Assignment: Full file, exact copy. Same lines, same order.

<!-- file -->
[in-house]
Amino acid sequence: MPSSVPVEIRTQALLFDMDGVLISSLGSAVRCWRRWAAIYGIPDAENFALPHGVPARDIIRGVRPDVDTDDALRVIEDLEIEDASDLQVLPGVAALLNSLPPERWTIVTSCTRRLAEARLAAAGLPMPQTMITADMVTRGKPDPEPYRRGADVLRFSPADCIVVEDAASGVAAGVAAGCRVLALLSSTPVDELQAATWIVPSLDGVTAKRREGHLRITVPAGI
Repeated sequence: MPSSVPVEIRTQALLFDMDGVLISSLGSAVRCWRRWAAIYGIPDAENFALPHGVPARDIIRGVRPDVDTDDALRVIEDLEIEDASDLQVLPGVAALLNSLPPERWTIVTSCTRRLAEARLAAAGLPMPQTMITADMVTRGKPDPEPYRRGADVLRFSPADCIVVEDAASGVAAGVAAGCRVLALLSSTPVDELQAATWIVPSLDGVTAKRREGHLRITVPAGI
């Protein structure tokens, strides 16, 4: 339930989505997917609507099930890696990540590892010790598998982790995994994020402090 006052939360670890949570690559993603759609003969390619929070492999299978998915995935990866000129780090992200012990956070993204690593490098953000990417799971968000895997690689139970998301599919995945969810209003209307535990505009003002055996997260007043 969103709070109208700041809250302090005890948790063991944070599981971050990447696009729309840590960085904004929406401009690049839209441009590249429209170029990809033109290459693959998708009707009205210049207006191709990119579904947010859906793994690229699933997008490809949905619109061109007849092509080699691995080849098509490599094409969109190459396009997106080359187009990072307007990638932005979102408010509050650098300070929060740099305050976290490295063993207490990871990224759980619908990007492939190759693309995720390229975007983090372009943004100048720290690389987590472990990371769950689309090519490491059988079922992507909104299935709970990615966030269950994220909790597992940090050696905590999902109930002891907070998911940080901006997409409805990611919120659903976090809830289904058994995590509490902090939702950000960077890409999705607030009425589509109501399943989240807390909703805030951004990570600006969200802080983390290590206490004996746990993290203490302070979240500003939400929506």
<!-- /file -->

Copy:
[in-house]
Amino acid sequence: MPSSVPVEIRTQALLFDMDGVLISSLGSAVRCWRRWAAIYGIPDAENFALPHGVPARDIIRGVRPDVDTDDALRVIEDLEIEDASDLQVLPGVAALLNSLPPERWTIVTSCTRRLAEARLAAAGLPMPQTMITADMVTRGKPDPEPYRRGADVLRFSPADCIVVEDAASGVAAGVAAGCRVLALLSSTPVDELQAATWIVPSLDGVTAKRREGHLRITVPAGI
Repeated sequence: MPSSVPVEIRTQALLFDMDGVLISSLGSAVRCWRRWAAIYGIPDAENFALPHGVPARDIIRGVRPDVDTDDALRVIEDLEIEDASDLQVLPGVAALLNSLPPERWTIVTSCTRRLAEARLAAAGLPMPQTMITADMVTRGKPDPEPYRRGADVLRFSPADCIVVEDAASGVAAGVAAGCRVLALLSSTPVDELQAATWIVPSLDGVTAKRREGHLRITVPAGI
């Protein structure tokens, strides 16, 4: 339930989505997917609507099930890696990540590892010790598998982790995994994020402090 006052939360670890949570690559993603759609003969390619929070492999299978998915995935990866000129780090992200012990956070993204690593490098953000990417799971968000895997690689139970998301599919995945969810209003209307535990505009003002055996997260007043 969103709070109208700041809250302090005890948790063991944070599981971050990447696009729309840590960085904004929406401009690049839209441009590249429209170029990809033109290459693959998708009707009205210049207006191709990119579904947010859906793994690229699933997008490809949905619109061109007849092509080699691995080849098509490599094409969109190459396009997106080359187009990072307007990638932005979102408010509050650098300070929060740099305050976290490295063993207490990871990224759980619908990007492939190759693309995720390229975007983090372009943004100048720290690389987590472990990371769950689309090519490491059988079922992507909104299935709970990615966030269950994220909790597992940090050696905590999902109930002891907070998911940080901006997409409805990611919120659903976090809830289904058994995590509490902090939702950000960077890409999705607030009425589509109501399943989240807390909703805030951004990570600006969200802080983390290590206490004996746990993290203490302070979240500003939400929506």